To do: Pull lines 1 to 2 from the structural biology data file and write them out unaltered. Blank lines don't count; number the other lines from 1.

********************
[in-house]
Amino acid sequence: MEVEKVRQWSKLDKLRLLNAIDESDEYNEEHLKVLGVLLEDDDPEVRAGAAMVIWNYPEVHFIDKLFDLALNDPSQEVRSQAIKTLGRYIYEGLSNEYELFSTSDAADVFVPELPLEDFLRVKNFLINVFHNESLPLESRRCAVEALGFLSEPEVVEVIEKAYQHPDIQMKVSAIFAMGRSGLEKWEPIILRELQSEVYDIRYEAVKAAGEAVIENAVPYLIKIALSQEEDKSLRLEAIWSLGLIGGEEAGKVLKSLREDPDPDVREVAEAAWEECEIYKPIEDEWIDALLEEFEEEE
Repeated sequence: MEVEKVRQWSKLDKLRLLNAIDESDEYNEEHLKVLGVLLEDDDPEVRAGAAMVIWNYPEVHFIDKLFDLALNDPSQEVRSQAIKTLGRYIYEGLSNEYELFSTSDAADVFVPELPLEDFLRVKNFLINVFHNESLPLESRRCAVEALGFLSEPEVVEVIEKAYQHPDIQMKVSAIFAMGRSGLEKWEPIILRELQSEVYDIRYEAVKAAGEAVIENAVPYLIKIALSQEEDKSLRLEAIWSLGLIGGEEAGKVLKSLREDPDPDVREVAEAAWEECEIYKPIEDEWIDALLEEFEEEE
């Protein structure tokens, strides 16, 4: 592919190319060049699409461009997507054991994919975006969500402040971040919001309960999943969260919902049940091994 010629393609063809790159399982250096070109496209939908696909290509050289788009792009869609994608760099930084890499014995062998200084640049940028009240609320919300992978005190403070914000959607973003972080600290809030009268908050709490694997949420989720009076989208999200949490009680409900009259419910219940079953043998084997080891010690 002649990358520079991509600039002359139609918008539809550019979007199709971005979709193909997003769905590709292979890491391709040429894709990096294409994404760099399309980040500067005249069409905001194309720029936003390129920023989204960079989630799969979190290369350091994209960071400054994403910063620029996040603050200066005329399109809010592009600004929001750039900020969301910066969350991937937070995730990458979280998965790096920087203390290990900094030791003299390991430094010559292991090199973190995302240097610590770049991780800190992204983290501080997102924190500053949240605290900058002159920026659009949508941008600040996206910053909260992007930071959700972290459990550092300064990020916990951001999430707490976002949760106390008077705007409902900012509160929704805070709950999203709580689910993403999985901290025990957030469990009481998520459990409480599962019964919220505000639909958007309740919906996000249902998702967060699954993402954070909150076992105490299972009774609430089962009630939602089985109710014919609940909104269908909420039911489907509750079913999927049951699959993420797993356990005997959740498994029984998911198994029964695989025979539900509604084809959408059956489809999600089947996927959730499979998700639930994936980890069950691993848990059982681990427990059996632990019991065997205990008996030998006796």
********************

[in-house]
Amino acid sequence: MEVEKVRQWSKLDKLRLLNAIDESDEYNEEHLKVLGVLLEDDDPEVRAGAAMVIWNYPEVHFIDKLFDLALNDPSQEVRSQAIKTLGRYIYEGLSNEYELFSTSDAADVFVPELPLEDFLRVKNFLINVFHNESLPLESRRCAVEALGFLSEPEVVEVIEKAYQHPDIQMKVSAIFAMGRSGLEKWEPIILRELQSEVYDIRYEAVKAAGEAVIENAVPYLIKIALSQEEDKSLRLEAIWSLGLIGGEEAGKVLKSLREDPDPDVREVAEAAWEECEIYKPIEDEWIDALLEEFEEEE